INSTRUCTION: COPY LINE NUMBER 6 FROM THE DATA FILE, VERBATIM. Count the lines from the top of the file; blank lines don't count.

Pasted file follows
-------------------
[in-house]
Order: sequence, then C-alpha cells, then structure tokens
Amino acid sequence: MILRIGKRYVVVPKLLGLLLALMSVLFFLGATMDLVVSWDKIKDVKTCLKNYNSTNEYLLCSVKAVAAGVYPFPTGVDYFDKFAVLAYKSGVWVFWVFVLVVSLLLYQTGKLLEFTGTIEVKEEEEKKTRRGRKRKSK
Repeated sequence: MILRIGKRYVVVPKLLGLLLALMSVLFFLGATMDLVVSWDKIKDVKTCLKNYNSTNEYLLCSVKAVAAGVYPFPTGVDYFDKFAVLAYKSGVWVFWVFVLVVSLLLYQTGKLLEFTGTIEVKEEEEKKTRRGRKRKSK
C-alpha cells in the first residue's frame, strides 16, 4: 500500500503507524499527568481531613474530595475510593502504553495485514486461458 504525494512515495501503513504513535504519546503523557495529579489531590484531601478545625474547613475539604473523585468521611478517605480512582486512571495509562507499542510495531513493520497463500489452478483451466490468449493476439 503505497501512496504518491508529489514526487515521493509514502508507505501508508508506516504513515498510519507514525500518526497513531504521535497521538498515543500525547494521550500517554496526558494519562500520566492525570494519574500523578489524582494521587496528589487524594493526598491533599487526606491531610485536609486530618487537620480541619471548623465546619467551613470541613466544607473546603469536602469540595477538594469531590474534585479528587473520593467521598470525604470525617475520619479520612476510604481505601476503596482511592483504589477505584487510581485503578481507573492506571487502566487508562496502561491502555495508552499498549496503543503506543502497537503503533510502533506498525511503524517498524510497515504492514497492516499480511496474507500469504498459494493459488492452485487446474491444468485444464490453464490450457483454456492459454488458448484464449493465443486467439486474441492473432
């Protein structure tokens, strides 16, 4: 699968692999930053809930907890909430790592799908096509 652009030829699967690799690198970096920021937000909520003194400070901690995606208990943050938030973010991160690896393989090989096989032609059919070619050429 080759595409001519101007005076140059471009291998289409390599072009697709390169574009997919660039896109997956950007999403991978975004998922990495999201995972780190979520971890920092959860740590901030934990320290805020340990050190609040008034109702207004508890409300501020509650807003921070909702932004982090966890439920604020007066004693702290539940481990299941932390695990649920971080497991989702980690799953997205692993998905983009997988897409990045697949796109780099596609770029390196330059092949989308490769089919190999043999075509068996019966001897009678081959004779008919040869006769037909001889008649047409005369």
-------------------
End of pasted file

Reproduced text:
């Protein structure tokens, strides 16, 4: 699968692999930053809930907890909430790592799908096509 652009030829699967690799690198970096920021937000909520003194400070901690995606208990943050938030973010991160690896393989090989096989032609059919070619050429 080759595409001519101007005076140059471009291998289409390599072009697709390169574009997919660039896109997956950007999403991978975004998922990495999201995972780190979520971890920092959860740590901030934990320290805020340990050190609040008034109702207004508890409300501020509650807003921070909702932004982090966890439920604020007066004693702290539940481990299941932390695990649920971080497991989702980690799953997205692993998905983009997988897409990045697949796109780099596609770029390196330059092949989308490769089919190999043999075509068996019966001897009678081959004779008919040869006769037909001889008649047409005369």